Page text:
Portrait by Mark Wallheiser
This is pretty freaking amazing, and gives new meaning to the term "sacrifical casting." Retiree Walter R. Tschinkel is an entomologist and former professor of Biological Science at Florida State University. He recognizes ants as "some of nature's grand architects" and, curious to understand their self-created habitats, devised a clever (if cruel) way to do it: By pouring molten aluminum down into the hole.
Unsurprisingly, the ants die in the process. But after the aluminum cools and Tschinkel has completed a meticulous excavation, he unearths these wondrous, chandelier-esque shapes revealing the alien architectures of the colony.
Tschinkel has discovered that colonies can be up to twelve feet deep and house between 9,000 and 10,000 workers.
If you're wondering how he can tell how many ants were in there, he started doing this in the '80s by making plaster casts, which did not vaporize the ants. By breaking apart the plaster, he could count the little buggers. (BONUS: Watch the Video of the Process after the jump)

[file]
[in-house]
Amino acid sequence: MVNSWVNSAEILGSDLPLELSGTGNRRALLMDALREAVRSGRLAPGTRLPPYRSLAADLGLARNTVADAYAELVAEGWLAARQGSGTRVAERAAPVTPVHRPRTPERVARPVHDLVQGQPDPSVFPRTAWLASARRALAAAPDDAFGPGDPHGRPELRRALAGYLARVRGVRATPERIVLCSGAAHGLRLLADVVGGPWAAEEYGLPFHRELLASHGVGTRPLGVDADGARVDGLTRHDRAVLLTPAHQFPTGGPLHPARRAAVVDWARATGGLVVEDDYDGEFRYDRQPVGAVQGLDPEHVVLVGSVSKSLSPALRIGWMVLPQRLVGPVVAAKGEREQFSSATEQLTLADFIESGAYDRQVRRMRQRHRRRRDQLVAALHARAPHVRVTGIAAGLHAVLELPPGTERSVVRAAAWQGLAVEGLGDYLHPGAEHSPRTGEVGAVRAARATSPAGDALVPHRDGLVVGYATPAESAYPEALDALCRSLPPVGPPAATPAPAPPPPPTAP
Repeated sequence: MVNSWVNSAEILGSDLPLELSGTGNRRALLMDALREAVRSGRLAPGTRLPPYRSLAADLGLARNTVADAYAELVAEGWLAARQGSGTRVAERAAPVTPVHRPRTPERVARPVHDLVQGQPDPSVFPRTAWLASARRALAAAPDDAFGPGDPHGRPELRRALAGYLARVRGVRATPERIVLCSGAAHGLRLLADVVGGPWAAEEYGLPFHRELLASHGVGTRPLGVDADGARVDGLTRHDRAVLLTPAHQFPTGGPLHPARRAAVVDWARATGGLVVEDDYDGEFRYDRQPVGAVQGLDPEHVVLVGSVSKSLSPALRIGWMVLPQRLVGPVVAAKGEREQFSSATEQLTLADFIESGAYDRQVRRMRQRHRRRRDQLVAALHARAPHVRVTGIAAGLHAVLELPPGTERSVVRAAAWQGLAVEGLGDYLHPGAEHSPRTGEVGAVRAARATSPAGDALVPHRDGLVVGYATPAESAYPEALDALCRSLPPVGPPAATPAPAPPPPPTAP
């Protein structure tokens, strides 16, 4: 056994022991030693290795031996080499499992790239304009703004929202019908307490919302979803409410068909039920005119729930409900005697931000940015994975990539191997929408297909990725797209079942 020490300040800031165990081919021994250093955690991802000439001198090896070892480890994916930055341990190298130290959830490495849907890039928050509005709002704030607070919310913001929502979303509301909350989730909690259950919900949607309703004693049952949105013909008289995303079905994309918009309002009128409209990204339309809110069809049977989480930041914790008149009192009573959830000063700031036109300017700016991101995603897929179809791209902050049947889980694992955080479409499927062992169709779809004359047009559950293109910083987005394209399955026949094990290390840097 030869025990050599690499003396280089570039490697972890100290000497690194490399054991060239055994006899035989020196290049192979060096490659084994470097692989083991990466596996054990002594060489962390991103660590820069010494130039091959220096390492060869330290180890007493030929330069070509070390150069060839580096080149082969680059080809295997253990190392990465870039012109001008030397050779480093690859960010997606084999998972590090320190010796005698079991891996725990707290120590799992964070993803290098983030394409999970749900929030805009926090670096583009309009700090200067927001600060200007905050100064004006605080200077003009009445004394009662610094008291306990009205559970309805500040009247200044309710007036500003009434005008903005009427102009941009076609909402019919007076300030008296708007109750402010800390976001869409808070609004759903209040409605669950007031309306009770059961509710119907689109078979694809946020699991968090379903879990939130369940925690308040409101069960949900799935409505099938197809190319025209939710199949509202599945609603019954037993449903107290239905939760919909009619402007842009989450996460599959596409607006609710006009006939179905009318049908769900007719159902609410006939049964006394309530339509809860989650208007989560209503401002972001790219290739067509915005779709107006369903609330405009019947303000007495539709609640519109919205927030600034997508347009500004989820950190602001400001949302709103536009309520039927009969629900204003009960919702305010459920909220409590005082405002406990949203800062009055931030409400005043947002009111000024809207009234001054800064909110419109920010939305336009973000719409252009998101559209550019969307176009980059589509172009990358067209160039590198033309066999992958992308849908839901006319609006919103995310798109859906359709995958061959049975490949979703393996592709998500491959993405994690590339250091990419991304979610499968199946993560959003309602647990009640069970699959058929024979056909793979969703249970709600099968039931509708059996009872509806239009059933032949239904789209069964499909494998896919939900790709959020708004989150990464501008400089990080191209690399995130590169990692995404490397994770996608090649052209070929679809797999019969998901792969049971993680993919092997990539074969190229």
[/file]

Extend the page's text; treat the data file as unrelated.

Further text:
So why the switch from plaster to aluminum? For the same reason manufacturers will make car parts out of one but not the other. "The disadvantage of plaster casts is that they break easily so after you dig them up, you have to glue the pieces back together again," Tschinkel said in a 2008 interview. The aluminum has proven more robust.
In addition to aluminum, he also uses zinc "for its low melting point," and harvests both materials from old objects.
I get the zinc free from old anodes at marine shipyards. Zinc corrodes and steel doesn't, so they attach zinc bars to the hull of the ship, and replace them when they are about half corroded away. Sometimes I use aluminum from old aluminum scuba tanks. We place charcoal in an insulated garbage can, and put the aluminum in the bottom half of a steel scuba tank to melt metal [placed in a smaller container within the tank and then pour the molten metal down the nest opening].
Here's a video showing the process: